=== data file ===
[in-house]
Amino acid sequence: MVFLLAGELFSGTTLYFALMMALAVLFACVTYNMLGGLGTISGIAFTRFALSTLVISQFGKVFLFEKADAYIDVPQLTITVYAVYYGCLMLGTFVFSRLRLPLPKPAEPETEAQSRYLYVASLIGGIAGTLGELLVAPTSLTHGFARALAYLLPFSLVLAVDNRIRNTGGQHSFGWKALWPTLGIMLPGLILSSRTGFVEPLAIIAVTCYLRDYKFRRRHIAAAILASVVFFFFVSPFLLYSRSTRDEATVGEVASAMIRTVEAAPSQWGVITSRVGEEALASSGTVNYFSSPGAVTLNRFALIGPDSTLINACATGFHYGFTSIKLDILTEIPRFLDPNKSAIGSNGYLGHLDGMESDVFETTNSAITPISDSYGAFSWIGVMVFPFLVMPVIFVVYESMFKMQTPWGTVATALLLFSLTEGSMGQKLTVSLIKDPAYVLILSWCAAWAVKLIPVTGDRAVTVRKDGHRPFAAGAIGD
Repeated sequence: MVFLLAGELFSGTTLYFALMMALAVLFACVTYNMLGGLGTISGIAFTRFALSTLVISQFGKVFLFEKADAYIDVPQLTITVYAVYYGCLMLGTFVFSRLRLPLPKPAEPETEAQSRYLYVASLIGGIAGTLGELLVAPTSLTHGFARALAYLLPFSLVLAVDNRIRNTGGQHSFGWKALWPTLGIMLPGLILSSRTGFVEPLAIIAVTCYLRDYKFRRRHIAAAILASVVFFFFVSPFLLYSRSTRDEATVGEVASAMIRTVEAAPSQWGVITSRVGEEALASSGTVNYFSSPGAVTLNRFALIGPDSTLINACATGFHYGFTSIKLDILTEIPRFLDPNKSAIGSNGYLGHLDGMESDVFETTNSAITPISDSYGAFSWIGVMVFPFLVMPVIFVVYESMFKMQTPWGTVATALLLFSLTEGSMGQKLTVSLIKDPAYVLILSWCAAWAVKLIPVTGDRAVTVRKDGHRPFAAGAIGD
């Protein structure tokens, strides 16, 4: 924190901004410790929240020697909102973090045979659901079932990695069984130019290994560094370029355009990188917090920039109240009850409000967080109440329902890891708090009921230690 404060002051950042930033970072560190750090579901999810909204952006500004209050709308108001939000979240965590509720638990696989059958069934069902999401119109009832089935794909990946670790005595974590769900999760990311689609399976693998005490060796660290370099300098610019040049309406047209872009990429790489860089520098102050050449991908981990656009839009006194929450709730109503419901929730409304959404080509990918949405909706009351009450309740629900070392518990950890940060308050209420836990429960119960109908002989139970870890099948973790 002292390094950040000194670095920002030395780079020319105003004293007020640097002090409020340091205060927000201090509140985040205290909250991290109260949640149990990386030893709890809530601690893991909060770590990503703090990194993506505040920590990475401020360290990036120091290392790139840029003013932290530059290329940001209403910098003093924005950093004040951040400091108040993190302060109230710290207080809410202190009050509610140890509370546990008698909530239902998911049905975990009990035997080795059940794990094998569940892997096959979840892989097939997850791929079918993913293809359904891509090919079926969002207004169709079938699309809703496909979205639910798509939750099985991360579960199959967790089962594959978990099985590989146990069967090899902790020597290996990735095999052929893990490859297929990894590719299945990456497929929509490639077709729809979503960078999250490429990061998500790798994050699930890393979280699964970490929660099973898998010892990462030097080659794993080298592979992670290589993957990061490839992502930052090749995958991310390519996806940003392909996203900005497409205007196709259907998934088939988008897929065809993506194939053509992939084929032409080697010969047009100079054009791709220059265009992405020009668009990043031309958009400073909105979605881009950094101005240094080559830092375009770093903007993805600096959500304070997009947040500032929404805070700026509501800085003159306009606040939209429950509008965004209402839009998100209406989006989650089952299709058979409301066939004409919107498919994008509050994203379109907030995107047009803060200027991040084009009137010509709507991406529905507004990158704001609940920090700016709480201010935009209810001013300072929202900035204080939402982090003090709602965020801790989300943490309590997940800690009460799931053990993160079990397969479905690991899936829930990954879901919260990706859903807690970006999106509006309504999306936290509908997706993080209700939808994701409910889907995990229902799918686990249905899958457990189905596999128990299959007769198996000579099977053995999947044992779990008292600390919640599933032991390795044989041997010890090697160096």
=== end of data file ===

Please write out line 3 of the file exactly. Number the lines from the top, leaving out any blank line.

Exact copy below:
Repeated sequence: MVFLLAGELFSGTTLYFALMMALAVLFACVTYNMLGGLGTISGIAFTRFALSTLVISQFGKVFLFEKADAYIDVPQLTITVYAVYYGCLMLGTFVFSRLRLPLPKPAEPETEAQSRYLYVASLIGGIAGTLGELLVAPTSLTHGFARALAYLLPFSLVLAVDNRIRNTGGQHSFGWKALWPTLGIMLPGLILSSRTGFVEPLAIIAVTCYLRDYKFRRRHIAAAILASVVFFFFVSPFLLYSRSTRDEATVGEVASAMIRTVEAAPSQWGVITSRVGEEALASSGTVNYFSSPGAVTLNRFALIGPDSTLINACATGFHYGFTSIKLDILTEIPRFLDPNKSAIGSNGYLGHLDGMESDVFETTNSAITPISDSYGAFSWIGVMVFPFLVMPVIFVVYESMFKMQTPWGTVATALLLFSLTEGSMGQKLTVSLIKDPAYVLILSWCAAWAVKLIPVTGDRAVTVRKDGHRPFAAGAIGD